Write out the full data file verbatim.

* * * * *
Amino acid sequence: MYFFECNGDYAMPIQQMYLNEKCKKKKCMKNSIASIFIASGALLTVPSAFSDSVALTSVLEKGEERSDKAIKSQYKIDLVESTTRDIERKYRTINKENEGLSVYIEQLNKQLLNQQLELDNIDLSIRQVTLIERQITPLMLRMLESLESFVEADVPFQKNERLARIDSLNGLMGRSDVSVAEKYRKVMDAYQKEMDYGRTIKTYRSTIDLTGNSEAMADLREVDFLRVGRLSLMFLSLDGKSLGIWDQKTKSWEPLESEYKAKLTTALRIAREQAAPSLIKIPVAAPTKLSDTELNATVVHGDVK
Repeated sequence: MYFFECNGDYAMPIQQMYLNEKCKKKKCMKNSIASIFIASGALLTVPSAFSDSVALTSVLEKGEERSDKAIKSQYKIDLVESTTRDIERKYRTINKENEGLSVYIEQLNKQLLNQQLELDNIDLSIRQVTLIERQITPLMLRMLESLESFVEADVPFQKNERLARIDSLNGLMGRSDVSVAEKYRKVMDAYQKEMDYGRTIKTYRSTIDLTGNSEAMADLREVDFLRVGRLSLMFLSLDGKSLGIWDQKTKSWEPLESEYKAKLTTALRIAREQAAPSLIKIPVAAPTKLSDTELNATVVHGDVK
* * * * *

Amino acid sequence: MYFFECNGDYAMPIQQMYLNEKCKKKKCMKNSIASIFIASGALLTVPSAFSDSVALTSVLEKGEERSDKAIKSQYKIDLVESTTRDIERKYRTINKENEGLSVYIEQLNKQLLNQQLELDNIDLSIRQVTLIERQITPLMLRMLESLESFVEADVPFQKNERLARIDSLNGLMGRSDVSVAEKYRKVMDAYQKEMDYGRTIKTYRSTIDLTGNSEAMADLREVDFLRVGRLSLMFLSLDGKSLGIWDQKTKSWEPLESEYKAKLTTALRIAREQAAPSLIKIPVAAPTKLSDTELNATVVHGDVK
Repeated sequence: MYFFECNGDYAMPIQQMYLNEKCKKKKCMKNSIASIFIASGALLTVPSAFSDSVALTSVLEKGEERSDKAIKSQYKIDLVESTTRDIERKYRTINKENEGLSVYIEQLNKQLLNQQLELDNIDLSIRQVTLIERQITPLMLRMLESLESFVEADVPFQKNERLARIDSLNGLMGRSDVSVAEKYRKVMDAYQKEMDYGRTIKTYRSTIDLTGNSEAMADLREVDFLRVGRLSLMFLSLDGKSLGIWDQKTKSWEPLESEYKAKLTTALRIAREQAAPSLIKIPVAAPTKLSDTELNATVVHGDVK